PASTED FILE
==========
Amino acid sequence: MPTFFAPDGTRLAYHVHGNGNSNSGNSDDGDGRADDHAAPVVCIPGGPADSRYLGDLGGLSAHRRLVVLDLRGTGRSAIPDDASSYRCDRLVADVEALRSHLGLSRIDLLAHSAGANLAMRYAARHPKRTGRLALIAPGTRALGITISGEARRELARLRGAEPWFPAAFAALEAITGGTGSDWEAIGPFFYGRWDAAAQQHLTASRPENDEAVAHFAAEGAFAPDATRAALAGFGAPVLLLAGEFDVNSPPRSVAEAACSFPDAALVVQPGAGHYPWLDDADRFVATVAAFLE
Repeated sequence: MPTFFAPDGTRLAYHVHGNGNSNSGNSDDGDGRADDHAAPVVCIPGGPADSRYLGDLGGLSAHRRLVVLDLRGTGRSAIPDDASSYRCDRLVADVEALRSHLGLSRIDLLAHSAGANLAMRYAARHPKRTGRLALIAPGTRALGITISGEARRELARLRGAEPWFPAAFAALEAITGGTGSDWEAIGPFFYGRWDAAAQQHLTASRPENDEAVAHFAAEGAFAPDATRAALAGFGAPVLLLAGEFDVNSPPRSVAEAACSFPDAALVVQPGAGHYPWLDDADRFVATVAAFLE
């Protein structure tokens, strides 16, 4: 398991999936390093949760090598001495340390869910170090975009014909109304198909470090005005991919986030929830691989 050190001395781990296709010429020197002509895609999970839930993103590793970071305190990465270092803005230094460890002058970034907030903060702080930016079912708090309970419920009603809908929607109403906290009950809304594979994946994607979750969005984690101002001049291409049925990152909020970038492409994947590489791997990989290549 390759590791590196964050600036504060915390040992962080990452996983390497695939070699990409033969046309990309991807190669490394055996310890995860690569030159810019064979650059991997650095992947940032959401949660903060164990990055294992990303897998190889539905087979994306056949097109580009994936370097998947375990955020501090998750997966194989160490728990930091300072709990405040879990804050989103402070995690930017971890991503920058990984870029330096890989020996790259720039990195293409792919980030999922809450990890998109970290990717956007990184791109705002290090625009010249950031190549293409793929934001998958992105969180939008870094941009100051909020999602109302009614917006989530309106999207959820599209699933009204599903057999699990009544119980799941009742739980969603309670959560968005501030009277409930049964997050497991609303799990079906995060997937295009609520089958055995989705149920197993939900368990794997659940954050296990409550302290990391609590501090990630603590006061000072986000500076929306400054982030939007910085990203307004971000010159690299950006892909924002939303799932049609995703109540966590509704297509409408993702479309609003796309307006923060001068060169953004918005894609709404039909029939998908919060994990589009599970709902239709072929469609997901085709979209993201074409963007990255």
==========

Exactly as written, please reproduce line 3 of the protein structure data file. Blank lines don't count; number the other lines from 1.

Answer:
């Protein structure tokens, strides 16, 4: 398991999936390093949760090598001495340390869910170090975009014909109304198909470090005005991919986030929830691989 050190001395781990296709010429020197002509895609999970839930993103590793970071305190990465270092803005230094460890002058970034907030903060702080930016079912708090309970419920009603809908929607109403906290009950809304594979994946994607979750969005984690101002001049291409049925990152909020970038492409994947590489791997990989290549 390759590791590196964050600036504060915390040992962080990452996983390497695939070699990409033969046309990309991807190669490394055996310890995860690569030159810019064979650059991997650095992947940032959401949660903060164990990055294992990303897998190889539905087979994306056949097109580009994936370097998947375990955020501090998750997966194989160490728990930091300072709990405040879990804050989103402070995690930017971890991503920058990984870029330096890989020996790259720039990195293409792919980030999922809450990890998109970290990717956007990184791109705002290090625009010249950031190549293409793929934001998958992105969180939008870094941009100051909020999602109302009614917006989530309106999207959820599209699933009204599903057999699990009544119980799941009742739980969603309670959560968005501030009277409930049964997050497991609303799990079906995060997937295009609520089958055995989705149920197993939900368990794997659940954050296990409550302290990391609590501090990630603590006061000072986000500076929306400054982030939007910085990203307004971000010159690299950006892909924002939303799932049609995703109540966590509704297509409408993702479309609003796309307006923060001068060169953004918005894609709404039909029939998908919060994990589009599970709902239709072929469609997901085709979209993201074409963007990255």